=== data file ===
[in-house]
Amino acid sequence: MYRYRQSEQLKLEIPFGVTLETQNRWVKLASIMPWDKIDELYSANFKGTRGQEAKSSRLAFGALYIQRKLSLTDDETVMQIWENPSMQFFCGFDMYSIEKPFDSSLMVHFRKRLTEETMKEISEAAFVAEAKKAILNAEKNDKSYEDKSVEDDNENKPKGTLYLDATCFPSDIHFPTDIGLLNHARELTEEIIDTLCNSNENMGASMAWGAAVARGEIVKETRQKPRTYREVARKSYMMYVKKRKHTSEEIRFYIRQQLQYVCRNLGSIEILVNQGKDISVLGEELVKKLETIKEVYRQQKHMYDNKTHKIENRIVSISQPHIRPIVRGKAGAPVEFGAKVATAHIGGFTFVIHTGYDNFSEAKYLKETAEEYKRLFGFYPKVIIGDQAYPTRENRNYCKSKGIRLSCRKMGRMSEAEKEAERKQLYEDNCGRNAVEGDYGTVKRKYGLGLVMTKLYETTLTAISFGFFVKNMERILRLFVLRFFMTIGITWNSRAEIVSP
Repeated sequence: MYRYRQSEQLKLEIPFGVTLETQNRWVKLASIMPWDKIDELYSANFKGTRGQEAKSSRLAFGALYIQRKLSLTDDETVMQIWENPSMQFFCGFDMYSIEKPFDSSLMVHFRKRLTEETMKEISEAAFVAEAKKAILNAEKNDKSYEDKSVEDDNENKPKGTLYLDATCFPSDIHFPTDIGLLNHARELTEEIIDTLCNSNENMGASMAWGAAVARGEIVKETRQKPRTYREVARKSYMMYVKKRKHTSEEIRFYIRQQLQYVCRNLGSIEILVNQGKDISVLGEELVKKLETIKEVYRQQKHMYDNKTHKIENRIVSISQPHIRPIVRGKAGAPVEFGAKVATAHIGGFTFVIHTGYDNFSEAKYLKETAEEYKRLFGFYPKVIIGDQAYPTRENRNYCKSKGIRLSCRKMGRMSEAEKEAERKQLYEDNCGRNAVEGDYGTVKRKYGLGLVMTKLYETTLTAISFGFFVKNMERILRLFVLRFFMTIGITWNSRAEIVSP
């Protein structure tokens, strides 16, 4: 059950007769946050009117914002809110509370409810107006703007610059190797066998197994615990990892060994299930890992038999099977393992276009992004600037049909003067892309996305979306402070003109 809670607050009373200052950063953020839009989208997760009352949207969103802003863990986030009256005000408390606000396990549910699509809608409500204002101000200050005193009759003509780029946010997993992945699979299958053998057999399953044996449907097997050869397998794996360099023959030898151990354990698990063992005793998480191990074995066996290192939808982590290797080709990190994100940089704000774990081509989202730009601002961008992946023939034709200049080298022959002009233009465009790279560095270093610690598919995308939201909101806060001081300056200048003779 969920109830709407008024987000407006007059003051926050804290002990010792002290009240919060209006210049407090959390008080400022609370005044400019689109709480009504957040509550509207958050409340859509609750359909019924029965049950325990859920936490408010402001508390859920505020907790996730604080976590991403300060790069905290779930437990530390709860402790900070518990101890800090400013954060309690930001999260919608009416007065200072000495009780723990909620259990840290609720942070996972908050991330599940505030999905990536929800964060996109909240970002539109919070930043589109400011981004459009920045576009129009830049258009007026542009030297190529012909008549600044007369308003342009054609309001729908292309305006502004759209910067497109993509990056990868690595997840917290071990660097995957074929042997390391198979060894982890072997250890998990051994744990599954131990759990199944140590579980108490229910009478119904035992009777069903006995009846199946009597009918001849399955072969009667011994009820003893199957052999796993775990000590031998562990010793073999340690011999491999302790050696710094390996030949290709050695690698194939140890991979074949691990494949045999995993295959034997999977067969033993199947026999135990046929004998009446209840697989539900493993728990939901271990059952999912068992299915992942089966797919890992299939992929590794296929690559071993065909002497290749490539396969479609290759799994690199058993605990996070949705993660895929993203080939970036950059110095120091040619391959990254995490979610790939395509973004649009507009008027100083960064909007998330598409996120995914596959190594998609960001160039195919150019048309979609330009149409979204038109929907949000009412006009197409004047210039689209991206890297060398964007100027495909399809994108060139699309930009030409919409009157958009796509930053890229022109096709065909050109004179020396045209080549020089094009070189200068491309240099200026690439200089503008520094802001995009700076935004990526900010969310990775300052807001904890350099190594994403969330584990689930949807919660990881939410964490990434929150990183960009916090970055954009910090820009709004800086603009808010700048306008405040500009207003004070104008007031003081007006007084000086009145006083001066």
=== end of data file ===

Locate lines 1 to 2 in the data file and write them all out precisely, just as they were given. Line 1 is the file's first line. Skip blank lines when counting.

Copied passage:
[in-house]
Amino acid sequence: MYRYRQSEQLKLEIPFGVTLETQNRWVKLASIMPWDKIDELYSANFKGTRGQEAKSSRLAFGALYIQRKLSLTDDETVMQIWENPSMQFFCGFDMYSIEKPFDSSLMVHFRKRLTEETMKEISEAAFVAEAKKAILNAEKNDKSYEDKSVEDDNENKPKGTLYLDATCFPSDIHFPTDIGLLNHARELTEEIIDTLCNSNENMGASMAWGAAVARGEIVKETRQKPRTYREVARKSYMMYVKKRKHTSEEIRFYIRQQLQYVCRNLGSIEILVNQGKDISVLGEELVKKLETIKEVYRQQKHMYDNKTHKIENRIVSISQPHIRPIVRGKAGAPVEFGAKVATAHIGGFTFVIHTGYDNFSEAKYLKETAEEYKRLFGFYPKVIIGDQAYPTRENRNYCKSKGIRLSCRKMGRMSEAEKEAERKQLYEDNCGRNAVEGDYGTVKRKYGLGLVMTKLYETTLTAISFGFFVKNMERILRLFVLRFFMTIGITWNSRAEIVSP